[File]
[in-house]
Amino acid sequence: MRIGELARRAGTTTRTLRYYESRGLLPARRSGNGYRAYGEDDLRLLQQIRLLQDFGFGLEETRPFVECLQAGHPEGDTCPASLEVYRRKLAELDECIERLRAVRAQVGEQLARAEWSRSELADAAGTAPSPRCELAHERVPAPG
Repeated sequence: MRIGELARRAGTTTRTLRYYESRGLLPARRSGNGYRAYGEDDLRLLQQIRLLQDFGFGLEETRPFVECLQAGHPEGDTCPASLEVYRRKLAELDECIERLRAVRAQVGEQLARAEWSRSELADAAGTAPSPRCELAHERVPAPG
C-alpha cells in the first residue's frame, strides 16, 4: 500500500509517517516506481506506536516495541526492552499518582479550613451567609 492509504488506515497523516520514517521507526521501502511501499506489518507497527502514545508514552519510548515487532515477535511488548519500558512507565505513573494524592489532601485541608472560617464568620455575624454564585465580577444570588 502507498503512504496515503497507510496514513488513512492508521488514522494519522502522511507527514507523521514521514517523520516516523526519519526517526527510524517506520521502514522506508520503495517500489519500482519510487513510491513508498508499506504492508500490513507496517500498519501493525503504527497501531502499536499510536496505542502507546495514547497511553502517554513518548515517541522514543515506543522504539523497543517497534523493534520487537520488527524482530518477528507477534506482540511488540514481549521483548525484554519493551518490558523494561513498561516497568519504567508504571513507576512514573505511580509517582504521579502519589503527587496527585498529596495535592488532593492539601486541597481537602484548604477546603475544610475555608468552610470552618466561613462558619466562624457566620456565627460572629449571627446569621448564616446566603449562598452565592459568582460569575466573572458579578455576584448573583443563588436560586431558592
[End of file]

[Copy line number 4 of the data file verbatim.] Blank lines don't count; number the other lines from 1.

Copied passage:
C-alpha cells in the first residue's frame, strides 16, 4: 500500500509517517516506481506506536516495541526492552499518582479550613451567609 492509504488506515497523516520514517521507526521501502511501499506489518507497527502514545508514552519510548515487532515477535511488548519500558512507565505513573494524592489532601485541608472560617464568620455575624454564585465580577444570588 502507498503512504496515503497507510496514513488513512492508521488514522494519522502522511507527514507523521514521514517523520516516523526519519526517526527510524517506520521502514522506508520503495517500489519500482519510487513510491513508498508499506504492508500490513507496517500498519501493525503504527497501531502499536499510536496505542502507546495514547497511553502517554513518548515517541522514543515506543522504539523497543517497534523493534520487537520488527524482530518477528507477534506482540511488540514481549521483548525484554519493551518490558523494561513498561516497568519504567508504571513507576512514573505511580509517582504521579502519589503527587496527585498529596495535592488532593492539601486541597481537602484548604477546603475544610475555608468552610470552618466561613462558619466562624457566620456565627460572629449571627446569621448564616446566603449562598452565592459568582460569575466573572458579578455576584448573583443563588436560586431558592